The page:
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Sexual and Reproductive Health

Birth Control Pill

birth-control-pill-1.png

What is the birth control pill (the pill)?

The pill is taken every day to prevent pregnancy. It contains hormones (estrogen and progestin) that are like a woman’s natural hormones. They stop the ovaries from releasing an egg. You can’t get pregnant if you don’t release an egg.


How well does the pill work?

  • There’s about an 85% chance of getting pregnant after 1 year of having unprotected sex.
  • With typical use (not following the exact directions) the pill is 91% effective.
  • With perfect use (you follow the exact directions all the time) the pill is 99.7% effective.
  • Most pregnancies happen because people forget to take their pills.
  • The pill doesn’t protect you from sexually transmitted infections (STIs) or HIV.
  • Use a condom every time you have sex (vaginal, oral, anal) to lower your risk of STIs and HIV.

How do I start taking the pill?

You need a prescription from your health care provider. If you start the first hormone pill on:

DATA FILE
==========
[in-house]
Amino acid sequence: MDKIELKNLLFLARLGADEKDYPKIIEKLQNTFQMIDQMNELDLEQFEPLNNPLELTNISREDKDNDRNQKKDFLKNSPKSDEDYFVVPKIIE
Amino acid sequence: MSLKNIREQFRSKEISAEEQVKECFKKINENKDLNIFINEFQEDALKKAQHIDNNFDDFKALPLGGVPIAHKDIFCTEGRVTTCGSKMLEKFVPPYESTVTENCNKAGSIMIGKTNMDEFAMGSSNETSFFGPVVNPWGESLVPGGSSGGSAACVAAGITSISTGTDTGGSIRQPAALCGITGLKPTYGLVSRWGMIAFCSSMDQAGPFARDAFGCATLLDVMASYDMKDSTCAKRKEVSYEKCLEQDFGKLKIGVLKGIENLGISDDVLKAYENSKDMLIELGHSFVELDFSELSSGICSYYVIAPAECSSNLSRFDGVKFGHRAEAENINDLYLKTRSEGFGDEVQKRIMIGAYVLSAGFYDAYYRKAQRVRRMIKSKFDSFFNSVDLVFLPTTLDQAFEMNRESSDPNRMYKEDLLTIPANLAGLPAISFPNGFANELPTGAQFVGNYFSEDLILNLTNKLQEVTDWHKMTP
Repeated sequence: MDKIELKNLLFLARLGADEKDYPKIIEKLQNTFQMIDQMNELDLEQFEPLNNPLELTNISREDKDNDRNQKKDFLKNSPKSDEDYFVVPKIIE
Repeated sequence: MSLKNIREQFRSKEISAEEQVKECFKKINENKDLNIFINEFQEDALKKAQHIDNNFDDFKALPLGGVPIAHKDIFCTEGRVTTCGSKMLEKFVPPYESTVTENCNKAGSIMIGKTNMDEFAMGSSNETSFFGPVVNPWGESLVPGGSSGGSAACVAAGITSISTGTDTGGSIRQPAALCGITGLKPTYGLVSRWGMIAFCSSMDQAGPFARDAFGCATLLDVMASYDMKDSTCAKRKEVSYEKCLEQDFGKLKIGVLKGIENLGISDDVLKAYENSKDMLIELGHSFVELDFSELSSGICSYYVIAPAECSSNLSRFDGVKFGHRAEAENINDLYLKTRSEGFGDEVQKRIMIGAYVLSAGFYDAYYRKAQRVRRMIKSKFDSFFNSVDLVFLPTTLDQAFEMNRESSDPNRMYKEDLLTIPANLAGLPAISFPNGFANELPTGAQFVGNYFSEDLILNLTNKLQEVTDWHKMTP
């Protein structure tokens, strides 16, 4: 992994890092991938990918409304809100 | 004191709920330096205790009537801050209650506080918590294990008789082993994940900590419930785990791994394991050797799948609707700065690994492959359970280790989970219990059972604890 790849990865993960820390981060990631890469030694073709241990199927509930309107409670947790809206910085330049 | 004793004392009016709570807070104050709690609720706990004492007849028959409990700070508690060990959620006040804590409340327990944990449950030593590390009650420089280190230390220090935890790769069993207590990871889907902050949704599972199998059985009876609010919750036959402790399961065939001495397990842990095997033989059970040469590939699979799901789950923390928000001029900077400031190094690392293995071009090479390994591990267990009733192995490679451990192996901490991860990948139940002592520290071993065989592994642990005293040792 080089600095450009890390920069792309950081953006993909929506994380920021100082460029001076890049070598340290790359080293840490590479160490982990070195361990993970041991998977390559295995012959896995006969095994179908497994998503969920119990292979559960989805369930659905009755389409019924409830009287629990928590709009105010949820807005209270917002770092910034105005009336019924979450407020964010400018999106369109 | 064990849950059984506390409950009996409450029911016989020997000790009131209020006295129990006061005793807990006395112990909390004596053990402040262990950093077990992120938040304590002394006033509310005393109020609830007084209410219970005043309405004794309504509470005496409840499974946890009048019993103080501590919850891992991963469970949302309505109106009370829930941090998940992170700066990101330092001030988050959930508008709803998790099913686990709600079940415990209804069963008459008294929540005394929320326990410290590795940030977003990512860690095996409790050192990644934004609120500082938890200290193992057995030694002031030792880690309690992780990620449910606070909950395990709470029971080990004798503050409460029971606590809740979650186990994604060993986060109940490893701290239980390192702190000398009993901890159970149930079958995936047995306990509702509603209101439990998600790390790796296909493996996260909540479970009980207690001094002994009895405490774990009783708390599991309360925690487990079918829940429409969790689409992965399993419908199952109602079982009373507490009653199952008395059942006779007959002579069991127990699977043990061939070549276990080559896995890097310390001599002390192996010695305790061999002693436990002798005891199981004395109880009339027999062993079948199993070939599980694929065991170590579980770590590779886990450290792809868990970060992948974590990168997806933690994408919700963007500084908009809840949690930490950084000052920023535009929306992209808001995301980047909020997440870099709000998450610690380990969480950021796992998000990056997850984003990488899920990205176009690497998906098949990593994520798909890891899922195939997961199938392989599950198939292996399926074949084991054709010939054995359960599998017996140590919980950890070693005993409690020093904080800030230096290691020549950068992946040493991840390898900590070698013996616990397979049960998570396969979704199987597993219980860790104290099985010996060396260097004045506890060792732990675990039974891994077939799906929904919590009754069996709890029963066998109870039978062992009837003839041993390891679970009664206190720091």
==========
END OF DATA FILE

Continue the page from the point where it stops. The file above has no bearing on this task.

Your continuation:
• day 1 of your period, it works right away to prevent pregnancy
  • any other day, use a backup form of birth control (e.g., condoms, abstinence) for 7 days

How do I use the pill?

To use a 28‑day pack:

Take 1 pill each day at the same time. The 28‑day packages come in different ways:

  • first 21 pills have hormones and the last 7 pills are hormone‑free
  • first 24 pills have hormones and the last 4 pills are hormone‑free
  • first 26 pills have hormones and the last 2 pills are hormone‑free

You’ll usually get your period 2 to 3 days after starting the hormone‑free pills. You’re still protected from pregnancy during this time.

When the pack is done, start a new pack the next day. Always start your new pack of pills on time, even if your period hasn’t ended. Your period should stop in a few days.